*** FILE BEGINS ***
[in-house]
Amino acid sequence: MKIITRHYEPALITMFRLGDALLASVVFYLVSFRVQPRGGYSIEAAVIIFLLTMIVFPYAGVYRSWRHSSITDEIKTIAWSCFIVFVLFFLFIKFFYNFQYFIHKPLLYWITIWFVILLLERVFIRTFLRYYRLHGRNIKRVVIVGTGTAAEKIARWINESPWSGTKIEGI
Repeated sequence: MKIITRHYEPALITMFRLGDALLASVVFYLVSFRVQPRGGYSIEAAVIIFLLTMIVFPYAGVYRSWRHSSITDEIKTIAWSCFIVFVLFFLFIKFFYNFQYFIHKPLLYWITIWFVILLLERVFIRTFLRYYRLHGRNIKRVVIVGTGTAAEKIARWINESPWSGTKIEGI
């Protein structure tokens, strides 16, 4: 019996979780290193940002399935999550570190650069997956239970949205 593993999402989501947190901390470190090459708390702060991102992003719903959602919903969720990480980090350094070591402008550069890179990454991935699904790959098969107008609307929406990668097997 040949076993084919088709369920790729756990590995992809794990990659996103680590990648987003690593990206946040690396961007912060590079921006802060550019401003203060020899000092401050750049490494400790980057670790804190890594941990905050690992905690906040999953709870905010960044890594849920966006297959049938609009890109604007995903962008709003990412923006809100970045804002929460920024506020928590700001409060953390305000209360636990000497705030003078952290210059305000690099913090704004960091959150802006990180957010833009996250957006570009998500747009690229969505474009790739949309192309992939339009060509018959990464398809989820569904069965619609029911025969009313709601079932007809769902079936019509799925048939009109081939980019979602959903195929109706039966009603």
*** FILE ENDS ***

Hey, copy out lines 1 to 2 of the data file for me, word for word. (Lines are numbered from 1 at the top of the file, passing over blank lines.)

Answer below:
[in-house]
Amino acid sequence: MKIITRHYEPALITMFRLGDALLASVVFYLVSFRVQPRGGYSIEAAVIIFLLTMIVFPYAGVYRSWRHSSITDEIKTIAWSCFIVFVLFFLFIKFFYNFQYFIHKPLLYWITIWFVILLLERVFIRTFLRYYRLHGRNIKRVVIVGTGTAAEKIARWINESPWSGTKIEGI